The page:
Who's promising the high-tech jobs after the election?

Find out what the parties say they'll offer the high-tech economy - and where the jobs will be - if they get elected

The top three

Labour

The incumbent administration seeks to build a high-tech economy, supporting business and industry, to create an additional one million skilled jobs. 

Its big business plan, Create UK Finance for Growth, will bring £4bn together to provide capital for growing businesses and to invest in growth sectors. 

Labour’s new industrial policy pledges to support industries where the UK has key technological strengths, including advanced manufacturing, low carbon, life sciences and the creative and digital industries to create more jobs. 

It also wants to modernise infrastructures, rebuild the industrial base and is committed to high-speed rail, all of which should spell good news for engineering jobs. 

The party is developing a clean energy system to reduce the country's dependence on imported oil and gas and is aiming for around 40 per cent of the nation’s electricity to come from low carbon sources by 2020. 

The green economy will create jobs and businesses in Britain in the manufacture and installation of low-carbon and other environmental technologies.

 It also intends commissioning a new generation of nuclear power stations and a programme of four ‘clean’ coal plants with carbon capture and storage technology which is predicted to generate significant numbers of new engineering jobs.

Conservative

The Tories desire to make Britain a European hub for hi-tech digital and creative industries, underpinned by a superfast broadband network throughout the UK which ‘could’, suggests the party, generate up to 600,000 additional jobs. 

There’s plenty of emphasis on how the party wants the country to lead in areas such as science, technology and innovation although the manifesto is less specific on how this converts into numbers job-wise. 

Another aim is to make Britain the world’s first low-carbon economy and the manifesto states it will encourage private sector investment to put the country at the forefront of the green technology revolution, creating create jobs and new business. No figures are detailed. 

On the innovation front, it intends implementing key recommendations from Sir James Dyson’s review into how to make Britain a hi-tech exporter. This includes establishing joint university/business research and development institutes, and a multi-year science and research budget to provide a stable climate for research. 

The Tories are against airport expansion, but claim the same commitment to support high-speed rail as Labour albeit under a different arrangement - which must spell good news for job creation, particularly in technology and engineering.

Liberal Democrats

The pursuit of 100 per cent clean energy for the UK by 2050 is a key goal for the Lib Dems, specifying ‘no nuclear’ but including coal only if it meets ‘the highest standards’. 

The party wants to ensure that by then three-quarters of its renewable energy comes from marine and offshore sources. 

In the shorter term it has set an interim target for 40 per cent of UK electricity to come from clean non-carbon-emitting sources by 2020. Details of how such a transition could translate into jobs are noticeably in short supply compared to Green Party claims (see below), but must signal good news for those on the clean energy technology career path.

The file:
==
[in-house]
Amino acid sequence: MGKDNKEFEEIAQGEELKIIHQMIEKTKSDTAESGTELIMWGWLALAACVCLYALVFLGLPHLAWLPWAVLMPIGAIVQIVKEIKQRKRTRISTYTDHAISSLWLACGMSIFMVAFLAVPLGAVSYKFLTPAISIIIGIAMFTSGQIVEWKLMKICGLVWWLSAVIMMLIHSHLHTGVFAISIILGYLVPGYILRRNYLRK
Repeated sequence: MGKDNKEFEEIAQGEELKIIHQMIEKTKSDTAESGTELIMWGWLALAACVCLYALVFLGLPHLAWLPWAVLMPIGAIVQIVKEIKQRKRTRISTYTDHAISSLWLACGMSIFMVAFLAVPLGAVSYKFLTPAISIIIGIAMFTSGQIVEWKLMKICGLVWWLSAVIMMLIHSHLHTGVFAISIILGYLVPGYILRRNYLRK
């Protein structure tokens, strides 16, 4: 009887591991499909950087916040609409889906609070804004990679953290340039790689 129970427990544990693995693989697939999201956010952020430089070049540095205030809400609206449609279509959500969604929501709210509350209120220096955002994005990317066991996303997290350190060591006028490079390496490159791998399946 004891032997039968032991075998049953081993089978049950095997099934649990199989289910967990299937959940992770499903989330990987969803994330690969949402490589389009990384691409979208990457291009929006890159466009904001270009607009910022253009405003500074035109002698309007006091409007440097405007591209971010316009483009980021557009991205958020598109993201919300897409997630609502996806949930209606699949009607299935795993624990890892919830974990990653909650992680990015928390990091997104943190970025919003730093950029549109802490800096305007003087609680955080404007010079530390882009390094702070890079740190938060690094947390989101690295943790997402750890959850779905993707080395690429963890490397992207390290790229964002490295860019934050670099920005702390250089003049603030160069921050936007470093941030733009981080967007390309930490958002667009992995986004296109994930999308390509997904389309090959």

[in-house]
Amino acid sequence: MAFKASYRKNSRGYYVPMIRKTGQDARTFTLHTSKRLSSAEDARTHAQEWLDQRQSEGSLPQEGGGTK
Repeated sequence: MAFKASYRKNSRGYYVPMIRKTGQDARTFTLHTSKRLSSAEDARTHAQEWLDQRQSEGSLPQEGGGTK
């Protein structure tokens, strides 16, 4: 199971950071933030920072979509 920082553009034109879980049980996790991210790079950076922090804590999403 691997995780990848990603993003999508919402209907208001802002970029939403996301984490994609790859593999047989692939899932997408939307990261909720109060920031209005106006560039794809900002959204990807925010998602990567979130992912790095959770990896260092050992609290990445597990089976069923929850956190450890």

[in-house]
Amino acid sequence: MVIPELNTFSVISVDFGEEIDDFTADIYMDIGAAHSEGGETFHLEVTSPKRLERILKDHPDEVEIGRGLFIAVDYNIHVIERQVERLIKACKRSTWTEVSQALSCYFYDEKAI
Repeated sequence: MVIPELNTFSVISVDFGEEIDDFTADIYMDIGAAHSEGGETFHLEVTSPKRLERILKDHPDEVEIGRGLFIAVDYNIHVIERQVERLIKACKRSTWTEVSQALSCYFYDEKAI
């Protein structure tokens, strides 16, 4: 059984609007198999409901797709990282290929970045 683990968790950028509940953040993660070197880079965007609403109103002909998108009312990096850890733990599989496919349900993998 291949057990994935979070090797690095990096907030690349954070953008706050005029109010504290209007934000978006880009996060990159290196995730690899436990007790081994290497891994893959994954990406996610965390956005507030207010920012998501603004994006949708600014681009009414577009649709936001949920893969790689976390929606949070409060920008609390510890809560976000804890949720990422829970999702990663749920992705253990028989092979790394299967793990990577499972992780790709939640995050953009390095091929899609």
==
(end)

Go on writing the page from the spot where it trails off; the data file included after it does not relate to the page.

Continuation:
The Lib Dems have also pledged to set out a clear ‘renewables routemap’ leading to the mid-century, covering grid access and investment in electricity networks, so more specifics might emerge if they gain power. 

Other green initiatives that will certainly lead to jobs include a £140m bus scrappage scheme that helps bus companies replace old polluting buses with new low carbon ones.

 

Some alternative voices

The Green Party

At the heart of the party’s ‘ground breaking proposal’ to tackle the three crises of economic collapse, inequality and climate change is the Green New Deal, which is all about ‘investing massively’ to create new jobs and move towards a sustainable, zero-carbon economy. The transition will create hundred of thousands of jobs in manufacturing, design, building and engineering. 

The Greens also claim that an energy efficiency increase of just one percent a year, sustained over a 10-year period, would lead to 200,000 additional jobs. 

Government investment of as much as £20bn over the life of a parliament in large-scale wind and other renewable generation, as well as in the national grid, would also create a further 80,000 jobs in installation and equipment, the party claims. 

Its manifesto also offers a breakdown of energy source jobs per annum, per terawatt hour: wind: 918-2,400; coal: 370; gas and oil: 250-265; nuclear: 75. Nuclear power, it says, would be phased out and it ‘resolutely’ opposes any new nuclear power stations - so don’t count on a career in new nuclear plants if the Greens get in.

UK Independence Party (UKIP)

According to manifesto highlights picked out on its website, the party claims it would create one million new skilled jobs with public and private investment in what it describes as a five-point public works programme. 

This would include provision of defence equipment, nuclear power stations, flood and coastal protection and transport infrastructure that will include high-speed rail lines - so huge scope there for engineers and technologists. 

UKIP also identifies seven major benefits of its plans to expand manufacturing, among them are that after ten years, it reckons this will have generated 650,000 manufacturing jobs and a supplementary 650,000 jobs in utilities, materials supply and other services. A further breakdown of these figures arrive at 70,000 additional qualified scientific and engineers’ jobs and around 130,000 skilled technician jobs.

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